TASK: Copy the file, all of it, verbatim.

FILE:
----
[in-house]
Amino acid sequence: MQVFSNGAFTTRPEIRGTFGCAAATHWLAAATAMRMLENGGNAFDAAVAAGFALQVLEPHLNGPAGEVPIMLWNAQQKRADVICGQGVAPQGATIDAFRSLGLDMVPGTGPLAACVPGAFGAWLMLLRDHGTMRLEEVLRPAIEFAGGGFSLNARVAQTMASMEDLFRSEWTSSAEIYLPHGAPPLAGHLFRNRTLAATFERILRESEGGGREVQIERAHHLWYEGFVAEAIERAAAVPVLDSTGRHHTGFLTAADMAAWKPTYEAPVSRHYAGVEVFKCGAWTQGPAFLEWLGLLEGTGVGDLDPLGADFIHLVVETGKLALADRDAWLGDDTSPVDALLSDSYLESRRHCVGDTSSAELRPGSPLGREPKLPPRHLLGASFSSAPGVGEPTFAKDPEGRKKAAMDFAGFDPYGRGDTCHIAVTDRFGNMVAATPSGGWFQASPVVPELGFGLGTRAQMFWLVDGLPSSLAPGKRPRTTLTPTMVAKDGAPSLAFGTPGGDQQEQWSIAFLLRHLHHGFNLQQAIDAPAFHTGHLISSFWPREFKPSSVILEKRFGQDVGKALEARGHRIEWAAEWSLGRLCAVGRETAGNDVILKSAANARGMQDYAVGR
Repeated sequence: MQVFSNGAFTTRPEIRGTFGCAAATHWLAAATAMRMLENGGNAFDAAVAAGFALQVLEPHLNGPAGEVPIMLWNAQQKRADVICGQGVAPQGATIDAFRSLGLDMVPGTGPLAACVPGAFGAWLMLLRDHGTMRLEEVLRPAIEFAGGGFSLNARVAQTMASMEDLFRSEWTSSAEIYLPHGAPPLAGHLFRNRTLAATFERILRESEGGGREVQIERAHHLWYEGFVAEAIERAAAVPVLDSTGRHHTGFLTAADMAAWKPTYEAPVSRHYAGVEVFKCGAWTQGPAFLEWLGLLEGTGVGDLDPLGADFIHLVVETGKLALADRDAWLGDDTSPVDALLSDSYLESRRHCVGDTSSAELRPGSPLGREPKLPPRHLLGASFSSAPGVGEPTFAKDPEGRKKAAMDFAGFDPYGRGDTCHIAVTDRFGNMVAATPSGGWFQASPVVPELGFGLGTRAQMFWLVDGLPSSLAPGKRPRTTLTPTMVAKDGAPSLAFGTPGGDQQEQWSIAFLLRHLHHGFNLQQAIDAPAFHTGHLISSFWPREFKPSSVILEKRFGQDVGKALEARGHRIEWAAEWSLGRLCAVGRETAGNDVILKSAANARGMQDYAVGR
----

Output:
[in-house]
Amino acid sequence: MQVFSNGAFTTRPEIRGTFGCAAATHWLAAATAMRMLENGGNAFDAAVAAGFALQVLEPHLNGPAGEVPIMLWNAQQKRADVICGQGVAPQGATIDAFRSLGLDMVPGTGPLAACVPGAFGAWLMLLRDHGTMRLEEVLRPAIEFAGGGFSLNARVAQTMASMEDLFRSEWTSSAEIYLPHGAPPLAGHLFRNRTLAATFERILRESEGGGREVQIERAHHLWYEGFVAEAIERAAAVPVLDSTGRHHTGFLTAADMAAWKPTYEAPVSRHYAGVEVFKCGAWTQGPAFLEWLGLLEGTGVGDLDPLGADFIHLVVETGKLALADRDAWLGDDTSPVDALLSDSYLESRRHCVGDTSSAELRPGSPLGREPKLPPRHLLGASFSSAPGVGEPTFAKDPEGRKKAAMDFAGFDPYGRGDTCHIAVTDRFGNMVAATPSGGWFQASPVVPELGFGLGTRAQMFWLVDGLPSSLAPGKRPRTTLTPTMVAKDGAPSLAFGTPGGDQQEQWSIAFLLRHLHHGFNLQQAIDAPAFHTGHLISSFWPREFKPSSVILEKRFGQDVGKALEARGHRIEWAAEWSLGRLCAVGRETAGNDVILKSAANARGMQDYAVGR
Repeated sequence: MQVFSNGAFTTRPEIRGTFGCAAATHWLAAATAMRMLENGGNAFDAAVAAGFALQVLEPHLNGPAGEVPIMLWNAQQKRADVICGQGVAPQGATIDAFRSLGLDMVPGTGPLAACVPGAFGAWLMLLRDHGTMRLEEVLRPAIEFAGGGFSLNARVAQTMASMEDLFRSEWTSSAEIYLPHGAPPLAGHLFRNRTLAATFERILRESEGGGREVQIERAHHLWYEGFVAEAIERAAAVPVLDSTGRHHTGFLTAADMAAWKPTYEAPVSRHYAGVEVFKCGAWTQGPAFLEWLGLLEGTGVGDLDPLGADFIHLVVETGKLALADRDAWLGDDTSPVDALLSDSYLESRRHCVGDTSSAELRPGSPLGREPKLPPRHLLGASFSSAPGVGEPTFAKDPEGRKKAAMDFAGFDPYGRGDTCHIAVTDRFGNMVAATPSGGWFQASPVVPELGFGLGTRAQMFWLVDGLPSSLAPGKRPRTTLTPTMVAKDGAPSLAFGTPGGDQQEQWSIAFLLRHLHHGFNLQQAIDAPAFHTGHLISSFWPREFKPSSVILEKRFGQDVGKALEARGHRIEWAAEWSLGRLCAVGRETAGNDVILKSAANARGMQDYAVGR